Use this URL to cite or link to this record in EThOS: http://ethos.bl.uk/OrderDetails.do?uin=uk.bl.ethos.656330
Title: Jagged shedding : elucidating the biochemical mechanisms and its physiological relevance in prostate cancer
Author: Parr-Sturgess, Catherine
Awarding Body: Lancaster University
Current Institution: Lancaster University
Date of Award: 2011
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Abstract:
Notch signalling is an ancient and highly conserved pathway responsible for many cell fate determinations. Like the Notch receptor, its ligand, Jagged1, undergoes regulated intramembrane proteolysis (RIP) to yield a soluble extracellular ectodomain and an intracellular domain capable of regulating gene transcription. Increased Jagged1 expression has previously been linked with the pathogenesis of a range of cancers, in particular prostate cancer; the most commonly diagnosed cancer in males in the UK. However, whilst a role for the Jagged1 holoprotein in cancer pathogenesis is clear, nothing is known of the role played by Jagged1 RIP and its proteolytic fragments in the disease. The aim of the current study was to characterise the mechanisms and enzymes involved in Jagged1 proteolysis and the role played by this phenomenon in prostate cancer. The results demonstrated that Jagged1 was constitutively cleaved by the zinc metalloproteinase, ADAM-17, in a manner independent of cholesterol-rich lipid rafts and of the former protein's cytosolic domain. Furthermore, the investigation showed that Jagged1 proteolysis was regulated by the divalent metal copper, possibly by the activation of an ADAM distinct from ADAM-17. In addition, the shed form of Jagged 1 enhanced the proliferation of a prostate cancer cell line. Finally, a model system was developed for the purification of the Jagged1 C-terminal fragment with a view, ultimately, to sequencing the N-terminal residues of this fragment thereby identifying the ADAM-17 cleavage site. Collectively, these studies provide a detailed mechanistic insight into the RIP of Jaggedl and lay the foundations for future work aimed at resolving the exact roles of copper, the Jaggedl ectodomain and the protein's soluble intracellular domain in the pathogenesis and metastasis of prostate cancer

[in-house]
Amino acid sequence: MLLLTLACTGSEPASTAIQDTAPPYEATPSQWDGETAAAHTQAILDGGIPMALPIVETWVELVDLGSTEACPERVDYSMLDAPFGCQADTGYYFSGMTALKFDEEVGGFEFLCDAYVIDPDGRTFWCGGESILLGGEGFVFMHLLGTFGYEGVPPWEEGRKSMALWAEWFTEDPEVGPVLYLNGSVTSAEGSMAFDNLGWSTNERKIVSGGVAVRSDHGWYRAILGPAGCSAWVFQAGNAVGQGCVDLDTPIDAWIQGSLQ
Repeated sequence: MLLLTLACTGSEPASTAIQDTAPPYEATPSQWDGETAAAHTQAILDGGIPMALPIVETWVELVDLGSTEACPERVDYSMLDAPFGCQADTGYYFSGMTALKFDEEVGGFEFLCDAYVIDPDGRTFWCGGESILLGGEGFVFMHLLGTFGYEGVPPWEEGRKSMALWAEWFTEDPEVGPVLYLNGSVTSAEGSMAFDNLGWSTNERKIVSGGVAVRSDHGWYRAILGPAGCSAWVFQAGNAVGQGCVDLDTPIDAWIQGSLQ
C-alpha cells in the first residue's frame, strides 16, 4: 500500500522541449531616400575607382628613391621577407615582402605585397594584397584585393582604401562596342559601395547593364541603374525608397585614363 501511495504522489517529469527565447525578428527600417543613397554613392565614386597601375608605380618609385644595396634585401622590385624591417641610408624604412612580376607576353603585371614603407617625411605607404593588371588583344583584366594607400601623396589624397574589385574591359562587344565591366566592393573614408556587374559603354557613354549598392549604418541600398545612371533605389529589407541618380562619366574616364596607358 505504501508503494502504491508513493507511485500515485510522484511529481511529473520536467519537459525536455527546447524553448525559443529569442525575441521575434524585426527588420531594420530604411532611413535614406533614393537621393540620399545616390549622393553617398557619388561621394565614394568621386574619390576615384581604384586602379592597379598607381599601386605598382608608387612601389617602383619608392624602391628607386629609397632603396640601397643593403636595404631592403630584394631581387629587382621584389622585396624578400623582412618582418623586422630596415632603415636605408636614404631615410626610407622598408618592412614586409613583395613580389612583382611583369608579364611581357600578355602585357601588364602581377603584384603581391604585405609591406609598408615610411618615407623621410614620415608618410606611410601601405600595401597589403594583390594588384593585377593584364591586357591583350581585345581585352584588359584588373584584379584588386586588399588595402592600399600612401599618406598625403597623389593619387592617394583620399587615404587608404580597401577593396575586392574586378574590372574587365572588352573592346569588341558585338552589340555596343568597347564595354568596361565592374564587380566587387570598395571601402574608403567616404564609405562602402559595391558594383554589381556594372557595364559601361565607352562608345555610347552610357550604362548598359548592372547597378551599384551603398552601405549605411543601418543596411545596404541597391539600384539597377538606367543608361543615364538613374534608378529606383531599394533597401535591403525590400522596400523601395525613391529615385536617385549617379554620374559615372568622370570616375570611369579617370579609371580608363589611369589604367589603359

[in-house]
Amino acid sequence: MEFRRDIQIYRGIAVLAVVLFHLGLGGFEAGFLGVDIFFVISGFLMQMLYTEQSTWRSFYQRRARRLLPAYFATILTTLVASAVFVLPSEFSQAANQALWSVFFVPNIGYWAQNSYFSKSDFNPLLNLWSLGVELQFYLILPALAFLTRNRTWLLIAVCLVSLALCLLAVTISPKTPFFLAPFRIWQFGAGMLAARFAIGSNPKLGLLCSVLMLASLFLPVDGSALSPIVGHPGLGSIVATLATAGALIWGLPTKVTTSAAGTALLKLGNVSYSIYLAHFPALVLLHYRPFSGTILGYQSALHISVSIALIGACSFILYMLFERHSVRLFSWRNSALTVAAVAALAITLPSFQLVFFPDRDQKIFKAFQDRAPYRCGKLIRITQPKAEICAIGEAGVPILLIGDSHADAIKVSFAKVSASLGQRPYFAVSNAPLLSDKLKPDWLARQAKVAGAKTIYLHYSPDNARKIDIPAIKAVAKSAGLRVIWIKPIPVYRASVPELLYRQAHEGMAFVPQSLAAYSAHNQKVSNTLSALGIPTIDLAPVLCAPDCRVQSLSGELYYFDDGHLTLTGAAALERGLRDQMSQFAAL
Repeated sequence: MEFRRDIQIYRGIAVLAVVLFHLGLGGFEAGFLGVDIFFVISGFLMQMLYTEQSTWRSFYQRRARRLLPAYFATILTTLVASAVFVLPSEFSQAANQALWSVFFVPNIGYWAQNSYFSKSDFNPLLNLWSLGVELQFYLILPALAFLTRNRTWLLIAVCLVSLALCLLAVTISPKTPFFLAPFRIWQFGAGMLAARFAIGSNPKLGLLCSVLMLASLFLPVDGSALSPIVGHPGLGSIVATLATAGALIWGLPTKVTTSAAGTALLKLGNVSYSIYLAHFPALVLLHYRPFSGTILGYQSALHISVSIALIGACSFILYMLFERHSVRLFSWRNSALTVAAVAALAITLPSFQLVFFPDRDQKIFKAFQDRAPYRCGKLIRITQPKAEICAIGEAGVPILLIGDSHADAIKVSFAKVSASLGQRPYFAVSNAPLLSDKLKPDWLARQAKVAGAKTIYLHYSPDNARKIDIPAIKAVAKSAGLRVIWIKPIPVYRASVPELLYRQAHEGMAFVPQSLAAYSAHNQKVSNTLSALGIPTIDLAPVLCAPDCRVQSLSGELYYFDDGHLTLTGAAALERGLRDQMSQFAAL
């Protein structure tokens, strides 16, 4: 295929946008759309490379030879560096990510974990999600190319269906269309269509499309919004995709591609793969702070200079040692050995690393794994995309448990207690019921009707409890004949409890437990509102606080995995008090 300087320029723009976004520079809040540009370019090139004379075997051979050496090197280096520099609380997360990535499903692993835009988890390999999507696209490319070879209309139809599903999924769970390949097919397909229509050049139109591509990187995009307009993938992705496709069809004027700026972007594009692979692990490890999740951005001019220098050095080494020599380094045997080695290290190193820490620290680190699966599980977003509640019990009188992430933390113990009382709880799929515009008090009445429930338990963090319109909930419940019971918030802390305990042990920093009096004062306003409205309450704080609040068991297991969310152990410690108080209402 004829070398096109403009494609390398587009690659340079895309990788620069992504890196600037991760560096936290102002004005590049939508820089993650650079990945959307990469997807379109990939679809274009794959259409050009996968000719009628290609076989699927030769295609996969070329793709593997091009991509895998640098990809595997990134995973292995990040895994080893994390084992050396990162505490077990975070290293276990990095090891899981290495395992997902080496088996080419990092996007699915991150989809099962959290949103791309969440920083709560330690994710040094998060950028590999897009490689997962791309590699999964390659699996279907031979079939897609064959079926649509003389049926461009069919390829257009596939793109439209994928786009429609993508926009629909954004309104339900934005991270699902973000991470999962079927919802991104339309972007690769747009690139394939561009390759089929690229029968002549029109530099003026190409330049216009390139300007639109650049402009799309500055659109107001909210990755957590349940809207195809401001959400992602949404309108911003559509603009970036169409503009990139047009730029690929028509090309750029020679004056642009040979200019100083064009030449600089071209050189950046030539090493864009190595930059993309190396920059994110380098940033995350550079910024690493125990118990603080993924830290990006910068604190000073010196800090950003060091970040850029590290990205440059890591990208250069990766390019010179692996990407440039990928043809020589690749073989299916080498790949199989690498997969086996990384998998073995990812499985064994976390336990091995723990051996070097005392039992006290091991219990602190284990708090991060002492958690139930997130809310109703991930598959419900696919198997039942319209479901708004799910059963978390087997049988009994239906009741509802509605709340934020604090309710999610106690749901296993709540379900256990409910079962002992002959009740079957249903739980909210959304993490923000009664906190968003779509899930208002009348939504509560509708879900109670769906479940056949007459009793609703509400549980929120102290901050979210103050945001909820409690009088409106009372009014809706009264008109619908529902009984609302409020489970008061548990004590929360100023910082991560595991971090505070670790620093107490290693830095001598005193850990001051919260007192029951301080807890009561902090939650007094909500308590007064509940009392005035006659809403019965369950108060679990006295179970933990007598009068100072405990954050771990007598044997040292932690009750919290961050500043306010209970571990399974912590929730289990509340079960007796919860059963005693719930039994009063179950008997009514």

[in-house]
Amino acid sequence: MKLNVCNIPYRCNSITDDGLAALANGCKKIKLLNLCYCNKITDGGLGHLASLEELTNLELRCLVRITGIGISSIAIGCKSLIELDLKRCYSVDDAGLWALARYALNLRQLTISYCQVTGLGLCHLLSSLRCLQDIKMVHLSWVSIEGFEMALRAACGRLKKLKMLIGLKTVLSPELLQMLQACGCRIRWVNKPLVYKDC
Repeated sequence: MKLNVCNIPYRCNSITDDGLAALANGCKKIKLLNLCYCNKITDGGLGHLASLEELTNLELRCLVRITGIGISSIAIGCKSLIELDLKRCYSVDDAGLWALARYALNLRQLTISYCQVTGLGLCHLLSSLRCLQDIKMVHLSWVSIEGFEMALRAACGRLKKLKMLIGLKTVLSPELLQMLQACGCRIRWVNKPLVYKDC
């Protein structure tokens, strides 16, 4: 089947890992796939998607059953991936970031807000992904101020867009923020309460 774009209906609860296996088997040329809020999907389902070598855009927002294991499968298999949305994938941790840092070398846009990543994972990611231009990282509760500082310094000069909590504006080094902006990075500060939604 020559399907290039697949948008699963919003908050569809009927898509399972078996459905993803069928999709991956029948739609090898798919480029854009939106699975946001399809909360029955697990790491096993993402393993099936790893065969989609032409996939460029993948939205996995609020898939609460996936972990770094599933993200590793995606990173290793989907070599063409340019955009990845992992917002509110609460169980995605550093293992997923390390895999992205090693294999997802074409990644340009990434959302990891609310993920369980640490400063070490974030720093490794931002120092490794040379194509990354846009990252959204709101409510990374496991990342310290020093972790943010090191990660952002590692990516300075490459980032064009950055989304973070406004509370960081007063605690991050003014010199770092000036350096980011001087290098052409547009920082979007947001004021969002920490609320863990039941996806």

Supervisor: Not available Sponsor: Not available
Qualification Name: Thesis (Ph.D.) Qualification Level: Doctoral
EThOS ID: uk.bl.ethos.656330  DOI: Not available
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